Over the years there have been many myths, misconceptions and legends in the converter business, which has translated into a problem for scrapyard owners and managers around the world. Who can be trusted with highly valuable cores? Buyers of all sorts have been knocking down doors for years offering "the best price" or "most money" for converters. With so many buyers out there, how can scrapyards possibly separate the wheat from the chaff? This article will give an insider's perspective on the top 10 common misconceptions in the catalytic converter recycling business, and how to actually get the most dollars for your cats.
In no particular order, as it would be very difficult to quantify the following myths and misconceptions, I will try to shine some light on the catalytic converter recycling process from the inside out. To qualify how I came up with this top 10 list, I have over the years spoken with hundreds of scrapyard owners and managers who have (with interesting and sometimes very colourful language) made some version of the following ten statements.
1.) "Getting multiple buyers to bid on my stock will get the best price."
In theory this works well, as there are many different types of buyers out there and they will most definitely have conflicting information regarding converters. The conflict is present because each buyer will be selling the converters to different companies who in turn educate the buyers on the value of the material differently. Prices will vary further depending on how many times the converters change hands on their way to being processed and refined.
There are other factors to consider here as well. Has the buyer that won the bid inflated his pricing so he will not have to bid the next time? Is the mix of converters similar each month? (Bear in mind that it is next to impossible to make two identical loads of converters, because no converter lives the same life.) Are the core buyers in your area colluding to swap the winning bid back and forth every other load? How many serial numbers can each buyer actually see on your converters? What percentage of the load is being purchased by grade rather than number?
There's a lot to consider here, and the answers to these questions must keep many scrapyard owners and managers up at night. Truth be told, unless you are already dealing with a converter processor/refinery, the core buyer at your doorstep is going to sell the material up the chain and each hand will take a portion of the profit. There is nothing unusual about this, as core buyers are trying to make a living and survive while also (for the most part) trying to give you the best price for your converters.
In the end, the bidding war idea looks like it should be more profitable, but ultimately if converters are going to change hands, there is still money being left on the table that yard owners are missing out on.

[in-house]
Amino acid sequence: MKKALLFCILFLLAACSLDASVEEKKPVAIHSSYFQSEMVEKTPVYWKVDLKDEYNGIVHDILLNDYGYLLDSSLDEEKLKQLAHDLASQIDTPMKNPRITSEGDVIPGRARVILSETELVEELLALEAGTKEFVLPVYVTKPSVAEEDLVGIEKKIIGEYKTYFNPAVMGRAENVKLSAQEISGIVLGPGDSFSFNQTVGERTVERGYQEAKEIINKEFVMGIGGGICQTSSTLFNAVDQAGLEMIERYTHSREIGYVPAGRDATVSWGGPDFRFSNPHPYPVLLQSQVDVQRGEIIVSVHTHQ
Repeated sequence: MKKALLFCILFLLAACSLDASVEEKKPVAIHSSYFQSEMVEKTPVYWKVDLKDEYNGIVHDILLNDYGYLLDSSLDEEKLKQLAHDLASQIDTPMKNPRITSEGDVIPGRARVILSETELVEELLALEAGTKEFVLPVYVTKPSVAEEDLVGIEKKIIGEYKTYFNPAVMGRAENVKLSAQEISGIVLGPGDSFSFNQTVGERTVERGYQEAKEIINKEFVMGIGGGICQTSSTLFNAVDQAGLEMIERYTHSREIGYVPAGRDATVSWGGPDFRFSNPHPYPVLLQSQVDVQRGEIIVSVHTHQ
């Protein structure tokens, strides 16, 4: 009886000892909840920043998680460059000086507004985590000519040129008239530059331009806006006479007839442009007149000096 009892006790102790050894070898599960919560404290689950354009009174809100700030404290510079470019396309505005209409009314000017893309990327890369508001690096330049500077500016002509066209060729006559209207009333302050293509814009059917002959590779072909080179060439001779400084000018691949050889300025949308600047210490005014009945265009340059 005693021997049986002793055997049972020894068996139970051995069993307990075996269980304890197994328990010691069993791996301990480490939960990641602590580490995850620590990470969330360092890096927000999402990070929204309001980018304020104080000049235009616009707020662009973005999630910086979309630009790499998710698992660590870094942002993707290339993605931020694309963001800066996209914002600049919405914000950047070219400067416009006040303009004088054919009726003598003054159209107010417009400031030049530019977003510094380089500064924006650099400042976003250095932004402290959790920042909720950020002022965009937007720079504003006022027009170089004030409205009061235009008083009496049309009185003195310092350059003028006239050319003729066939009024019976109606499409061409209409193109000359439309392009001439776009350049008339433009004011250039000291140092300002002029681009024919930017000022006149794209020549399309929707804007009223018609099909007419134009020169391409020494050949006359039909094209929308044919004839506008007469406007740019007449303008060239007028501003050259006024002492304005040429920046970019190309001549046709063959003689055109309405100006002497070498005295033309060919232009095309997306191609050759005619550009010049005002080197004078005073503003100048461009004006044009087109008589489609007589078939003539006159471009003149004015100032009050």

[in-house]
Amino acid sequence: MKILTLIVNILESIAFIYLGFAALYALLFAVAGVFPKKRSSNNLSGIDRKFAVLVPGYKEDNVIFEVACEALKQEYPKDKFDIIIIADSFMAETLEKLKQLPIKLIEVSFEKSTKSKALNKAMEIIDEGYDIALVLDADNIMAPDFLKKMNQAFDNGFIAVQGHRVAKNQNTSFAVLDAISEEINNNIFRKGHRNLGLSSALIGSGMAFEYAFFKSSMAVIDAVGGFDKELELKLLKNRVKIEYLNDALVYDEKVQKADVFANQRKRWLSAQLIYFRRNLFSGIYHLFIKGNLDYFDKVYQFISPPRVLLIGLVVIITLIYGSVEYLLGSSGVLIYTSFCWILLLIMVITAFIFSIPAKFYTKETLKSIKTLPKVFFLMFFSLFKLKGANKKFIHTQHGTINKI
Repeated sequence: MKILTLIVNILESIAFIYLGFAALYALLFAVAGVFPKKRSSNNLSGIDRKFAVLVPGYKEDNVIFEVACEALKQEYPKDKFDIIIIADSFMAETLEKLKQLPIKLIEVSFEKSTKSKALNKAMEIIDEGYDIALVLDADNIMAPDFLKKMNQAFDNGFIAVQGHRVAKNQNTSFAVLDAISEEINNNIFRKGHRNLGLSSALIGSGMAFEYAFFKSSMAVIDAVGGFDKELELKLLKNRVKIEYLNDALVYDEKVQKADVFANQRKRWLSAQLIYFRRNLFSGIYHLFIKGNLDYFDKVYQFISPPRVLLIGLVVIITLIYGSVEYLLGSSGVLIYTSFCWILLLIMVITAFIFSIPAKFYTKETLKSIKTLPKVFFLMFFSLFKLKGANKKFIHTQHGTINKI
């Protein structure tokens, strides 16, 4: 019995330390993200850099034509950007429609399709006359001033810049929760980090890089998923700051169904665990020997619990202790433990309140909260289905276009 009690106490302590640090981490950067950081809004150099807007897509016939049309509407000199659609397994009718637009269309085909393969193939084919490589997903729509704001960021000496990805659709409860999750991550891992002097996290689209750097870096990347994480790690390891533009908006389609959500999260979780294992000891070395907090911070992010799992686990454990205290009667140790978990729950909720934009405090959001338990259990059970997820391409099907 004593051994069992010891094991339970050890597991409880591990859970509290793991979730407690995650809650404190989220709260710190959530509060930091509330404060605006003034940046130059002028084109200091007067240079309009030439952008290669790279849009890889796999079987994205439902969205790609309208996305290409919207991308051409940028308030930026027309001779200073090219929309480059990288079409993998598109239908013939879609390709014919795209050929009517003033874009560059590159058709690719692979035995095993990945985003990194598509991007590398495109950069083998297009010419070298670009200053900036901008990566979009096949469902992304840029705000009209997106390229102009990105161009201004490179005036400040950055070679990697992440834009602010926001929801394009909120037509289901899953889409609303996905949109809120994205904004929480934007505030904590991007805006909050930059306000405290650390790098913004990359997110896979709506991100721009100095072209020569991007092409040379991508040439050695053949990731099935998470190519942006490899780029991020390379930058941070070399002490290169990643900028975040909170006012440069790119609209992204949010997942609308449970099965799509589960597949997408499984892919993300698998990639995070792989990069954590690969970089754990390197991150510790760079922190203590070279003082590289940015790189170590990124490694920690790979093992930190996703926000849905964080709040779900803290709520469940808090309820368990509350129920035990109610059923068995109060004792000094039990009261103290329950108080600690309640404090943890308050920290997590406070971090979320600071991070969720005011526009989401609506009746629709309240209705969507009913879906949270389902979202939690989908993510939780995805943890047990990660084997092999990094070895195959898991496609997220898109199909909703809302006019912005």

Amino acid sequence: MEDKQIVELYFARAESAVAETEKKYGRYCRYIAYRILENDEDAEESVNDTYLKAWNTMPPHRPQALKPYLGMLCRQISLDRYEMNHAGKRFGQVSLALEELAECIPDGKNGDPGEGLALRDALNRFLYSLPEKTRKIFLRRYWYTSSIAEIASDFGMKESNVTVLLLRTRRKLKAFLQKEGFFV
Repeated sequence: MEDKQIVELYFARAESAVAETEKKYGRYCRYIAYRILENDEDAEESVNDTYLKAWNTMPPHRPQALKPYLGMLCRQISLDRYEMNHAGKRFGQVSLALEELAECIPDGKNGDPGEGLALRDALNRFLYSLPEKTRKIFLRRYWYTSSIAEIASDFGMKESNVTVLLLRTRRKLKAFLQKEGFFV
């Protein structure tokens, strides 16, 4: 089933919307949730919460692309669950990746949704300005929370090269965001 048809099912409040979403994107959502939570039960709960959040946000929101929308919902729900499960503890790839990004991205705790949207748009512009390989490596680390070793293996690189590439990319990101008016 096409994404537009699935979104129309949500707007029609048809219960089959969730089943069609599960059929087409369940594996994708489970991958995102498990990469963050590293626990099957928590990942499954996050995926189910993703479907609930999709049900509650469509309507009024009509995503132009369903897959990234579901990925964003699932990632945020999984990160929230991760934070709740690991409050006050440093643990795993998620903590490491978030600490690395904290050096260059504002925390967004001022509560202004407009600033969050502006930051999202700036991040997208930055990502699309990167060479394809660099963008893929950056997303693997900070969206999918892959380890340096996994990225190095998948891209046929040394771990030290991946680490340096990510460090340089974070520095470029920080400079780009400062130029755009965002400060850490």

It should be noted however, that there have been situations where yard owners and managers have received more money from core buyers for some of their converters than what they are actually worth after being refined and processed. Buyers will either overpay due to inaccurate pricing information or as a strategy to win a bid. Needless to say, these core buyers/companies have either gone out of business or will eventually no longer be able to sustain themselves before going under. Buyers will not be able to continuously overpay for material and sustain their operations - the two cannot coincide.
2.) "Selling by number gets more dollars."
Many converter companies today are investing a lot of time and money into developing databases that contain the values of converters by serial number. Some are more advanced than others and are able to offer these tools online, while others are still sending out a price list every week. These lists can contain hundreds of different numbers with values.
There are three very clear reasons why this is not the most profitable way to sell material.
First, when a converter company pays for a converter by number they have taken one example of that converter (or sometimes several of the same number/converter) and analyzed that specific converter for its value. In order to be profitable they need to build in their profit margin to the value of the published number. Often these companies will allow a few rare numbers to be published at the top end, with next to no profit, to look like they are giving the seller more. In reality these numbers will represent less than one percent of any given load. The company will surely make up the difference in bigger margin converters.
Second, converters by nature are dirty, rusty things that are being harvested at the end of a vehicle's life. Even the most experienced buyer with the best information in the world will only be able to find, at best, 60 percent of the codes, even on converters that are in the most pristine condition. Once you factor in cars that are driven in regions where weather further impacts the condition and erosion of the converter, that 60 percent average could drop drastically to less than 25 percent. As a result, core buyers cannot stay in business if they are purchasing a high percentage of material at a low margin of return. They also cannot be aggressive in pricing with converters they are not familiar with. Essentially, core buyers need to ensure there are gains to be made on their end, which is done by taking a cut of the scrapyard owners converter profits.
Third, and perhaps most important of all, the buyer in your yard is still going to have to resell the material to a processor/refinery to make a profit. The change of hands ultimately means the scrapyard owner is at least one, if not two, steps away from getting the most value out of converters.